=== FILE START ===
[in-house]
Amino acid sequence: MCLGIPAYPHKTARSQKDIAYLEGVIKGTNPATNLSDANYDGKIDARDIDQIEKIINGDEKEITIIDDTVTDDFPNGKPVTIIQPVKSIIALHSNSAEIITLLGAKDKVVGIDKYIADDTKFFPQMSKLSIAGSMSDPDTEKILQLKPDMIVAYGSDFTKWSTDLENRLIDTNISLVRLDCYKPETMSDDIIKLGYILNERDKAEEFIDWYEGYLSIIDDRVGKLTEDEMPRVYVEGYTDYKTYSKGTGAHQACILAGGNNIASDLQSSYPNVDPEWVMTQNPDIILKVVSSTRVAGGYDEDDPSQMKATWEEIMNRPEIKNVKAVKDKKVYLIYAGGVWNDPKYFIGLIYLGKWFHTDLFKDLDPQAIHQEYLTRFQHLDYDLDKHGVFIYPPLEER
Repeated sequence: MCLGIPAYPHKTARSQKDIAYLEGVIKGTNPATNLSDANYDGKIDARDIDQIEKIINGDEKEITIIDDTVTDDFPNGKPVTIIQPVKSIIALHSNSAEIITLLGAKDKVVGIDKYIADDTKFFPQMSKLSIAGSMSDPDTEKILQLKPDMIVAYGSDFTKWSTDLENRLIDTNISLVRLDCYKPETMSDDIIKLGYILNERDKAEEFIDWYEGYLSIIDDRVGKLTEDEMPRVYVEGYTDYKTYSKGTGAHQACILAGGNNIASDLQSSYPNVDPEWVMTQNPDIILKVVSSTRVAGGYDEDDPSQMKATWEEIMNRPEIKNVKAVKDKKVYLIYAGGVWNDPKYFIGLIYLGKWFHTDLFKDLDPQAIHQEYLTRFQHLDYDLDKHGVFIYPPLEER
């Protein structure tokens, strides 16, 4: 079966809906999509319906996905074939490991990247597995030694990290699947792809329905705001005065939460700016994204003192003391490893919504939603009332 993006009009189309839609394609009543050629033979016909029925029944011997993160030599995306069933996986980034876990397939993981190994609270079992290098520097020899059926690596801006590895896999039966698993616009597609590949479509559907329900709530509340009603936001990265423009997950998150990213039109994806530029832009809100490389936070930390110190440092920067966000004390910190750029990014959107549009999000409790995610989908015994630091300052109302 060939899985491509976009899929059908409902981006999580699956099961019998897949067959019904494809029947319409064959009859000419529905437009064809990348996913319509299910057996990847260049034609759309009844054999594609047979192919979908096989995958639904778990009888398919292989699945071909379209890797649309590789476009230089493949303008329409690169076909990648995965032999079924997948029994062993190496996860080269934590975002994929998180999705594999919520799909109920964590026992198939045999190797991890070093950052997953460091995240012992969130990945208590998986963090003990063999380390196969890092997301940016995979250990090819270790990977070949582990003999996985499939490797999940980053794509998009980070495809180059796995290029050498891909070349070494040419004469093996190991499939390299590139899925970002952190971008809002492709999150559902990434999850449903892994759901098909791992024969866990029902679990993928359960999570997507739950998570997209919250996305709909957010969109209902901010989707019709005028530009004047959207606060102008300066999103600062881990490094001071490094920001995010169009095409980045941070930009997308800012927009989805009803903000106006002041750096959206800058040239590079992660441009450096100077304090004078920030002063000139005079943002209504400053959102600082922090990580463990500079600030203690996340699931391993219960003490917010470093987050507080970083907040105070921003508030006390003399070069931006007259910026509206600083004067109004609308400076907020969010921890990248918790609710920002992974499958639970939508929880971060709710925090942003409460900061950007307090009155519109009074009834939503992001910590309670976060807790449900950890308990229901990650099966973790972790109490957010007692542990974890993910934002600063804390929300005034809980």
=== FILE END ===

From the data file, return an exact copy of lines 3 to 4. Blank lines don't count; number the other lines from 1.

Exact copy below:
Repeated sequence: MCLGIPAYPHKTARSQKDIAYLEGVIKGTNPATNLSDANYDGKIDARDIDQIEKIINGDEKEITIIDDTVTDDFPNGKPVTIIQPVKSIIALHSNSAEIITLLGAKDKVVGIDKYIADDTKFFPQMSKLSIAGSMSDPDTEKILQLKPDMIVAYGSDFTKWSTDLENRLIDTNISLVRLDCYKPETMSDDIIKLGYILNERDKAEEFIDWYEGYLSIIDDRVGKLTEDEMPRVYVEGYTDYKTYSKGTGAHQACILAGGNNIASDLQSSYPNVDPEWVMTQNPDIILKVVSSTRVAGGYDEDDPSQMKATWEEIMNRPEIKNVKAVKDKKVYLIYAGGVWNDPKYFIGLIYLGKWFHTDLFKDLDPQAIHQEYLTRFQHLDYDLDKHGVFIYPPLEER
């Protein structure tokens, strides 16, 4: 079966809906999509319906996905074939490991990247597995030694990290699947792809329905705001005065939460700016994204003192003391490893919504939603009332 993006009009189309839609394609009543050629033979016909029925029944011997993160030599995306069933996986980034876990397939993981190994609270079992290098520097020899059926690596801006590895896999039966698993616009597609590949479509559907329900709530509340009603936001990265423009997950998150990213039109994806530029832009809100490389936070930390110190440092920067966000004390910190750029990014959107549009999000409790995610989908015994630091300052109302 060939899985491509976009899929059908409902981006999580699956099961019998897949067959019904494809029947319409064959009859000419529905437009064809990348996913319509299910057996990847260049034609759309009844054999594609047979192919979908096989995958639904778990009888398919292989699945071909379209890797649309590789476009230089493949303008329409690169076909990648995965032999079924997948029994062993190496996860080269934590975002994929998180999705594999919520799909109920964590026992198939045999190797991890070093950052997953460091995240012992969130990945208590998986963090003990063999380390196969890092997301940016995979250990090819270790990977070949582990003999996985499939490797999940980053794509998009980070495809180059796995290029050498891909070349070494040419004469093996190991499939390299590139899925970002952190971008809002492709999150559902990434999850449903892994759901098909791992024969866990029902679990993928359960999570997507739950998570997209919250996305709909957010969109209902901010989707019709005028530009004047959207606060102008300066999103600062881990490094001071490094920001995010169009095409980045941070930009997308800012927009989805009803903000106006002041750096959206800058040239590079992660441009450096100077304090004078920030002063000139005079943002209504400053959102600082922090990580463990500079600030203690996340699931391993219960003490917010470093987050507080970083907040105070921003508030006390003399070069931006007259910026509206600083004067109004609308400076907020969010921890990248918790609710920002992974499958639970939508929880971060709710925090942003409460900061950007307090009155519109009074009834939503992001910590309670976060807790449900950890308990229901990650099966973790972790109490957010007692542990974890993910934002600063804390929300005034809980």